Osteoporosis is the most common chronic metabolic bone disease, and it’s characterized by increased bone fragility. According to a 2017 study, more than 200 million people suffer from osteoporosis, and 1-in-3 women over age 50 and 1-in-5 men will experience osteoporosis-related fractures in their lifetime. If you have family members (parents or grandparents especially) who have or have had osteoporosis with or without fracture, consider yourself at risk for the condition. Because a serious fracture can significantly affect an older adult’s health and ability to remain independent, it’s important to understand the disease so that it can be caught and treated early in its course.
Bone mineral density is assessed by dual energy X-ray absorptiometry (DEXA), which uses x-rays to calculate the amount of minerals—namely calcium—in the bones. The findings are provided as a T-score and a Z-score. The T-score is a comparison of your bone mineral density vs. a healthy, young adult of the same sex (when bone density is at its peak). A score of “0” means your BMD is equal to that of the young adult. Anything less is expressed in units called standard deviations (SDs). Osteopenia, or low bone mineral density, is defined as -1 to -2.5 SDs while osteoporosis is defined as lower than -2.5 SDs. In other words, as the negative number lowers/worsens, the lower/worse the bone mineral density and the higher the fracture risk. The Z-Score compares you to others of similar age and sex. An assessment by your medical physician, an endocrinologist, and/or rheumatologist is typically needed to get a DEXA scan. A baseline or early DEXA scan around age 50 is recommended to be used as a comparison for later, follow-up DEXA scans.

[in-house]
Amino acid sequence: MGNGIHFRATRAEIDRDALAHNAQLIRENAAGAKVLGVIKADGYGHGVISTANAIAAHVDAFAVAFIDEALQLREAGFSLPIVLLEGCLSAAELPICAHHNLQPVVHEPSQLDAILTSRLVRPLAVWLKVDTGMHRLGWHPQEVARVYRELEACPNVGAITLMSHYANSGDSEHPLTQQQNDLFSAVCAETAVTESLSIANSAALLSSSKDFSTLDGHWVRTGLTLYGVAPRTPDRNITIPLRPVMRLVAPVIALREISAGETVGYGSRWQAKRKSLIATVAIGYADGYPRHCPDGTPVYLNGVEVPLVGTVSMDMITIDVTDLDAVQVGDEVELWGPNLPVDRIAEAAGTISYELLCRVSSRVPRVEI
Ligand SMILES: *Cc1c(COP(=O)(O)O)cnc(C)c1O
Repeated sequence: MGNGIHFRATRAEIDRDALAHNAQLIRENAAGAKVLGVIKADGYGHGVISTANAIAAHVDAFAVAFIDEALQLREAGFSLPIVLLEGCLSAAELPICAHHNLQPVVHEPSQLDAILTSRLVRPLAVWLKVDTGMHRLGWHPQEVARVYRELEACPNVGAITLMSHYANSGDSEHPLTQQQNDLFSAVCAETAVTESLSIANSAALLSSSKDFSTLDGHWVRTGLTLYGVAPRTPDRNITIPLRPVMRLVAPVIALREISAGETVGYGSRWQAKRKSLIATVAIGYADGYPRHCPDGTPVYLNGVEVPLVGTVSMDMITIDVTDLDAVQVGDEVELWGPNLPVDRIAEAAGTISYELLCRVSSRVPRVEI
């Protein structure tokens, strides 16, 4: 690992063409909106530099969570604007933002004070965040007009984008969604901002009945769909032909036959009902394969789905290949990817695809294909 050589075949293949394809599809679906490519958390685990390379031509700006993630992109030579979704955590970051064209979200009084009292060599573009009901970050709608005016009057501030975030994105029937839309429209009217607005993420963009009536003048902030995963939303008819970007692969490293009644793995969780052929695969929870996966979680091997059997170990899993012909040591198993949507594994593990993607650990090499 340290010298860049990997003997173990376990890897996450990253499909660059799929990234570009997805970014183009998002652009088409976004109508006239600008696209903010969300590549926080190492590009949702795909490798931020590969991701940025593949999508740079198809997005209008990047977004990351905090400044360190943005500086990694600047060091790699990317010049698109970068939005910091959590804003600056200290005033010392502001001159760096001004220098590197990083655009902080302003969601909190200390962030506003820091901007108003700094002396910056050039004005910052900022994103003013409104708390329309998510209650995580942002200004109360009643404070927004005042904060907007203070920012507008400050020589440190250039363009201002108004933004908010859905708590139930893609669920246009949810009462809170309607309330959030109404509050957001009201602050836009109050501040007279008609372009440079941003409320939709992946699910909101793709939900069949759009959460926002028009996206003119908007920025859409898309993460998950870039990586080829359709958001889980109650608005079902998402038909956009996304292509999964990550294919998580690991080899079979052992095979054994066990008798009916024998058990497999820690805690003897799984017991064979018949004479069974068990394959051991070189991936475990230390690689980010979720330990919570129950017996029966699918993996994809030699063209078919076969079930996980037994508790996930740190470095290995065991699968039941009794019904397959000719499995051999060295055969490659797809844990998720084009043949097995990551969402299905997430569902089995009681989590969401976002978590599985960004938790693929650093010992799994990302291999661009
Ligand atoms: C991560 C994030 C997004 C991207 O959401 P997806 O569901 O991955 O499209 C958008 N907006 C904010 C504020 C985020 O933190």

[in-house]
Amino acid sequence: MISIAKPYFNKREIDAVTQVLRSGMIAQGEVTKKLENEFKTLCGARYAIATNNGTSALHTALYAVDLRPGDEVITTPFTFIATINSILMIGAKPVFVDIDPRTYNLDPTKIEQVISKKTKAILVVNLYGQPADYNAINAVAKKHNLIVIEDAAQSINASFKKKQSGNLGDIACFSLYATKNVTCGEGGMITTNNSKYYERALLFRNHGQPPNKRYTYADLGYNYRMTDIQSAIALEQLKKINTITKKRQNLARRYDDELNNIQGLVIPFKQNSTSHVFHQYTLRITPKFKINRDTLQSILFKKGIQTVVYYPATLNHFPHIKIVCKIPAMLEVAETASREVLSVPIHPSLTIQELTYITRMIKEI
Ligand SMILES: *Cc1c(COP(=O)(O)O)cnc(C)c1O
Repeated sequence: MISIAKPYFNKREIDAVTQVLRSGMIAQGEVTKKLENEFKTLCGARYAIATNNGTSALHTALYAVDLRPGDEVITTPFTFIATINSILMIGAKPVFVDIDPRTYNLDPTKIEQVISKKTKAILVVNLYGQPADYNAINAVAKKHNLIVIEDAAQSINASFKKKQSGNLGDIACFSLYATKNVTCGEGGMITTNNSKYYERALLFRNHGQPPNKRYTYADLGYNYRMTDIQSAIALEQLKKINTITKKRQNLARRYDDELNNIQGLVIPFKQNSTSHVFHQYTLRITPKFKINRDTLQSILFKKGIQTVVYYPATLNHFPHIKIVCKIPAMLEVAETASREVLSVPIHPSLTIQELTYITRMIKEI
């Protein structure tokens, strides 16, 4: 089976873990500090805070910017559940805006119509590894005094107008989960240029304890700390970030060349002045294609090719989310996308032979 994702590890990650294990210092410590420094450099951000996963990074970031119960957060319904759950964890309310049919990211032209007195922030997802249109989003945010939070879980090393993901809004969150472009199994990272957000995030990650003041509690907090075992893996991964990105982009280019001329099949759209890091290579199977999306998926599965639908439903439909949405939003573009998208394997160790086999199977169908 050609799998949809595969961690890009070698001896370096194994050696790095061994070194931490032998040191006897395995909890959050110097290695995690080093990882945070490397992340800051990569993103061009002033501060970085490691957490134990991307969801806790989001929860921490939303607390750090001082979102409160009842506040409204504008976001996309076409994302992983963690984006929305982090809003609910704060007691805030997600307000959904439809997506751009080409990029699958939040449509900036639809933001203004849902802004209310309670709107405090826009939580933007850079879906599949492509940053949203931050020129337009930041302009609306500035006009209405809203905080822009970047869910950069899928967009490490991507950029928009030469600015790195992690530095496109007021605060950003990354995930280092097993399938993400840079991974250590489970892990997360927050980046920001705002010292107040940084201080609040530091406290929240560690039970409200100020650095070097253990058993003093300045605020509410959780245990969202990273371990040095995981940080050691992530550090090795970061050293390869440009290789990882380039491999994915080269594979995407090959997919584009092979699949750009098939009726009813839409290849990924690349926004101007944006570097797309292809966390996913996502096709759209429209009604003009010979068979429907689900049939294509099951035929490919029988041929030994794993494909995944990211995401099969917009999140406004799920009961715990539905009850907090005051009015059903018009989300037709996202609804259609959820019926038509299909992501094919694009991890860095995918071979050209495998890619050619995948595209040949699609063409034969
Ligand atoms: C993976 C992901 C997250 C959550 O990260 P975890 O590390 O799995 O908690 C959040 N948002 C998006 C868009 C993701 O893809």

The Fracture Risk Assessment Tool (FRAX) is a free online tool that estimates your risk of having a hip or other major fracture in the next ten years. The FRAX is usually administered by a healthcare provider (ask your chiropractor about this) and is used when the following conditions are met: 1) osteoporosis is diagnosed; 2) osteoporosis medication is not currently being taken; and 3) men are above age 50 or women who are post-menopausal. The FRAX score calculator will ask you several questions about habits such as alcohol intake and other disorders that are linked to osteoporosis, such as type 1 diabetes. The online tool will then calculate your FRAX score and provide strategies to help reduce the risk of fracture.
While it’s natural for bone mineral density to fall with after age 50, there are strategies that may help build and maintain stronger bones such as a healthy diet, such as the Mediterranean diet; pounding exercises, like walking or jogging; proper sleep (seven-to-eight hours a night), strength training; and maintaining adequate vitamin D levels. If aches and pains are getting in the way of a healthy, active lifestyle, then schedule a visit with your doctor of chiropractic.